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“I guess I’ve always been into conscious music,” says Grant Saunders aka Sonic Nomad when reflecting on what first drew him to protest music. “I mean I grew up on Bob Marley and the first sort of hip hop track that turned me on was The Message. I was only a teenager back then and it sort of inspired me big time to start writing stuff that affects our people. I think hip hop, when it started, in essence, was really giving voice to the voiceless and empowering those who are constantly disempowered by the system.”

Being an Aboriginal Australian immediately gives Saunders credibility when it comes to speaking out about the injustices and divide that has continually surrounded his people. The release of Whitehouse’s debut album A Funky Intervention earlier this year was not only a chance to get their music out to the masses but also a way to spread their message. Bunkering down in the studio with ex-Thirsty Merc guitarist Sean Carey saw Saunders’ normally aggressive vocal delivery be toned down while still retaining the same impact. “It was just fun working with Sean and just a pleasure to work with someone who’s truly professional and just knows what he’s doing, “says Saunders.  “He’s a musician himself so he just knows how to get the right sounds.” At Carey’s request, Whitehouse also redefined their sound, the result being an album full of funky bass lines, solid beats and hip hop flavours with Saunders’ spoken word vocal style up front. “The guys are so talented; like the musicians that are in the band they got it straight away,” he says of the band’s time in the studio. “Like we we’re able to just reinvent ourselves at the drop of a hat. We just turned, flipped the script and came up with this new sound that we’re really digging and audiences are digging it as well so it’s been good.”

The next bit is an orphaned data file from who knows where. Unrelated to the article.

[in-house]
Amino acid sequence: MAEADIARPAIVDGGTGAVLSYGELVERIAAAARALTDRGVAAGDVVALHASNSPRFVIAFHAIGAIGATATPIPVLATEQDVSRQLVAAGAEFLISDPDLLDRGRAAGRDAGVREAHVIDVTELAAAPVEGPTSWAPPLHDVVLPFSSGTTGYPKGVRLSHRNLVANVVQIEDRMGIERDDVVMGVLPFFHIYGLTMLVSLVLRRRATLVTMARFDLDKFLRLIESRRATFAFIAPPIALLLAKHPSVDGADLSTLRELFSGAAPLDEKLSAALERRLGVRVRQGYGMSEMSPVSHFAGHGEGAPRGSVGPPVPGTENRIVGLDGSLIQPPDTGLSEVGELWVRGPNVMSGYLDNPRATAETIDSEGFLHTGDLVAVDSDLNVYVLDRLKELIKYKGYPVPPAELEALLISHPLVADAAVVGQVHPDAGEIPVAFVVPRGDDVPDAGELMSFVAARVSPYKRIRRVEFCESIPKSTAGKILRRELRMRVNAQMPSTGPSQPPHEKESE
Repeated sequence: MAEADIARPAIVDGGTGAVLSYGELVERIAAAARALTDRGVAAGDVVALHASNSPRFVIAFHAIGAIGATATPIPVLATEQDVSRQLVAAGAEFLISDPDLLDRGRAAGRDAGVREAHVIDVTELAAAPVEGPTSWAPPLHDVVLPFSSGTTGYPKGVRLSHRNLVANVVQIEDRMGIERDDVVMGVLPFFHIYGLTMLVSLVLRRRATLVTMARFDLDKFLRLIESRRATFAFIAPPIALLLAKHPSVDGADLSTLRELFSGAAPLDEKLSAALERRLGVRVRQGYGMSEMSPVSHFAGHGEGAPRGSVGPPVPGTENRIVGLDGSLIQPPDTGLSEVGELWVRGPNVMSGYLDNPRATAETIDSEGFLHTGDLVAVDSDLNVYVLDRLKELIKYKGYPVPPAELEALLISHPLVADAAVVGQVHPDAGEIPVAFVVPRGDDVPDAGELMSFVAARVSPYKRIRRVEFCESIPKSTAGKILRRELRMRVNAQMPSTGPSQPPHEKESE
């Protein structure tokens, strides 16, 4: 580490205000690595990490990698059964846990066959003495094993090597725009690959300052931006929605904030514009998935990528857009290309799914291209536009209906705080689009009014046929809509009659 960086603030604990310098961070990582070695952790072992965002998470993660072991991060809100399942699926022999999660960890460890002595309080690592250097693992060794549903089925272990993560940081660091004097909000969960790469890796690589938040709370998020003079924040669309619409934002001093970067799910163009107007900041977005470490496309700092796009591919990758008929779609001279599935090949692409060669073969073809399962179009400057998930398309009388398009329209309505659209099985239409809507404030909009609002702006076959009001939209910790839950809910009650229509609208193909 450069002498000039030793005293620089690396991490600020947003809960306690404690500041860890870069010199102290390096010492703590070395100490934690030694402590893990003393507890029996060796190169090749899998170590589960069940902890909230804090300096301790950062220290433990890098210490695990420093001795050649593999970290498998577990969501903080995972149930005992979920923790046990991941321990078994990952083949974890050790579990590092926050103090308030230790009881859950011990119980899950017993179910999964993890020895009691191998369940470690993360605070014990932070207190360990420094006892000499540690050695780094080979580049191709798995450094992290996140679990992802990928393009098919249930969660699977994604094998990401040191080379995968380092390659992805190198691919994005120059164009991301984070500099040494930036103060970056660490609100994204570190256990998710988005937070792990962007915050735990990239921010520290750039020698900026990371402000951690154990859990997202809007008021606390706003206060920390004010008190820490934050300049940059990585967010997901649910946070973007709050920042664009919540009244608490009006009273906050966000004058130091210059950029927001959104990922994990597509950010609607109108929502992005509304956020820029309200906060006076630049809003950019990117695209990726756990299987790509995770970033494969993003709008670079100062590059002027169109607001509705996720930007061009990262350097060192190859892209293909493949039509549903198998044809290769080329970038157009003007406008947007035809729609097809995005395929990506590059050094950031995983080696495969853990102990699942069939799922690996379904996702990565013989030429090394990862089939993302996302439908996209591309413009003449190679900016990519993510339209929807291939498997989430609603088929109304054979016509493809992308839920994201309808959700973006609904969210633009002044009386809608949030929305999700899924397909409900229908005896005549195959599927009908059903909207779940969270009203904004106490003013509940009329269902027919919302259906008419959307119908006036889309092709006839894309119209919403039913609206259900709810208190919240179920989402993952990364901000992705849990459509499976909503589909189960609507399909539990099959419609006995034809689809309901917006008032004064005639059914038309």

There’s no doubting that it’s Saunders’ lyrics and vocals that are the focal point of the album with the frontman tackling a number of issues that throughout the history of this country have continued to plague the Indigenous populations. “I guess a lot of these tracks, yeah they’re politically charged. They’re really sort of [a] social conscious,” he muses. “We’re trying to get people to feel or think what it might be like to be Aboriginal in this country. So I’m giving a perspective, its mine but it’s something I think a lot of Aboriginal people share.”

Although Whitehouse clearly have some pretty strong views and opinions, according to Saunders the band is not looking to ram it down people’s throats. Instead, their music is designed to spark awareness and to get the listener to think about the issues with this method also being used with the album’s cover art. “The cover of the album and the name of the album The Funky Intervention, if you look at the cover; its protest art,” says Saunders. “We’re making a parody on the whole Northern Territory intervention and the good thing about satire, like good satire and parody is you get people to laugh at something that’s fairly serious and then later on think about what they’re laughing at.

“Its like that’s what were trying to do with our music,” he continues. “Because if we get too sanctimonious and get up there and spit diatribes, like political stuff at people and bash them around the head people are just going to tune out, people don’t want that anymore. So we’re trying different angles, get people dancing and laughing and then later thinking.”

Australia too has had a long tradition of protest songs yet Saunders believes that it has perhaps been in decline in recent times giving way to more accessible forms of music. Yet with a number of new bands, particularly sprouting up from the hip hop community, he believes that there is certainly enough room in the current Australian musical landscape for both types of music. “[Protest music] hasn’t been in this country, not since Midnight Oil, since we’ve really had some proper protest music and it’s always had a place,” he muses. “People have through various art forms, not just music, [such as] art to parody and to challenge social regimes, political regimes. Ever since people who started becoming democratic and political there was always artists that were outspoken and gave an alternative viewpoint and put it in a way that was digestible for audiences.”